As Russian Arctic ice shrinks to this year’s lowest, a big number of ships are moving in.
In waters normally covered by thick ice, ships are today sailing easily and without escorts. Ice data from Russia’s Arctic and Antarctic Research Institute show that the whole Northern Sea Route now is ice-free. Even in the waters between the Kara Sea and the Bering Strait, normally a highly complex and ice-covered area, shipping appears smooth and easy.
The ice edge in the East Siberian Sea is now retreating to north of the 75th parallel and practically the whole Laptev Sea is ice-free. There is only some scattered ice around the Vilkitsky Strait, the area separating the Kara Sea and the Laptev Sea.
At the same time, the number of ships in the area is quickly on the increase.
Traffic concentration around Yamal Peninsula
According to the Northern Sea Route Administration, there were on 4th September 2017 a total of 94 ships in operation along the route. And that list does not include military vessels. A lion’s share of the ships are concentrated in the area around the Yamal Peninsula where companies Novatek and Gazprom Neft are developing their grand Yamal LNG and Novy Port projects.
However, there are also a number of ships in more eastern waters. Data from MarineTraffic, the shipping tracking service, show that there on 5th September were about fifty vessels in the area between the Vilkitsky Strait and the Bering Strait.
The tracking service also shows that there is hectic shipping in the northern parts of the great Siberian rivers. Several ships are moving to and from the Arctic Ocean not only on the Ob and Yenisey, but also on the Lena, Yana, Indigirka and Kolyma.
Several shipping companies, among them carriers from South Korea, have signaled interest in using the Northern Sea Route and the Siberian rivers for shipments to south Siberian and Ural sites. In the course of this summer, ten shiploads will make it to new Yamal port of Sabetta and from there on river barges for further transportation on the rivers of Ob and Irtysh.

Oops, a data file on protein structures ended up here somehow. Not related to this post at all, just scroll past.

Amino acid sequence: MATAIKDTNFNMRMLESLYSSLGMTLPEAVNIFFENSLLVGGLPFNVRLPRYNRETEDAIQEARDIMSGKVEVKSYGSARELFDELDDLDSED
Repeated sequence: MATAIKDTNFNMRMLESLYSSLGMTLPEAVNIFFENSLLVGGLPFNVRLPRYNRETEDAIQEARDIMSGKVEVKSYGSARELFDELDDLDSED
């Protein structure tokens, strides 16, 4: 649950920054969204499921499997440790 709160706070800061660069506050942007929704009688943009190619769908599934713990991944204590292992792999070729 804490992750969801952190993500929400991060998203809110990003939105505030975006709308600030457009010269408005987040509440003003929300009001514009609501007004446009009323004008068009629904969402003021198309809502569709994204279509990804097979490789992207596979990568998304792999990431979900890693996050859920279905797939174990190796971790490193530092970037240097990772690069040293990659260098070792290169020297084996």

Winter fuel and industrial projects
A least 18 of the ships now shipping along the Northern Sea Route are tankers, some of which are involved in the supply of winter fuel for the many remote Arctic settlements and outposts in the area. Others are hired in connection with industrial projects.
Some might also be using the Northern Sea Route for transit shipments between Asia and Europe.
There is an increasing variety of shipments along the Russian sea route. Earlier this month, a reefer delivered 3,000 tons of frozen fish from Vladivostok to Arkhangelsk. This week, the ship «Mikhail Kutuzov» set out from Arkhangelsk with course for Shanghai with 25,000 tons of timber on board. It is the first shipment of its kind in many years, the regional Arkhangelsk administration says.
Cabotage shipments between different Russian Arctic ports has grown significantly over the last years and in 2016 totaled 7,265 million tons of goods, an increase of 35 percent from 2015.
Meanwhile, transit shipments on the route has remained sparse. In 2016, only 19 ships with a total cargo of 214,513 tons transited the route. That was more than in 2015, but far less than in 2012, when transit shipment amounted to 1,35 million tons. In 2015, goods volumes shipped transit along the route was only 40,000 tons.
Canada: Canada announces $175 million investment in Arctic waters protection, Eye on the Arctic
China: China’s Belt and Road initiative moves into Arctic, blog by Mia Bennett
Finland: Helsinki, Finland set to become world’s busiest sea passenger port, Yle News
Norway: Tourism on the rise in waters around Svalbard, Norway, The Independent Barents Observer
Russia: Big-scale cargo to be shipped through Russian Arctic and Siberian rivers, The Independent Barents Observer
South Korea: South Korean company plans shipping through Arctic Russia, The Independent Barents Observer
Sweden: Swedish PM questions Chinese warships in Baltic Sea, Radio Sweden
United States: Alaska’s cruise industry just keeps getting bigger, Alaska Dispatch News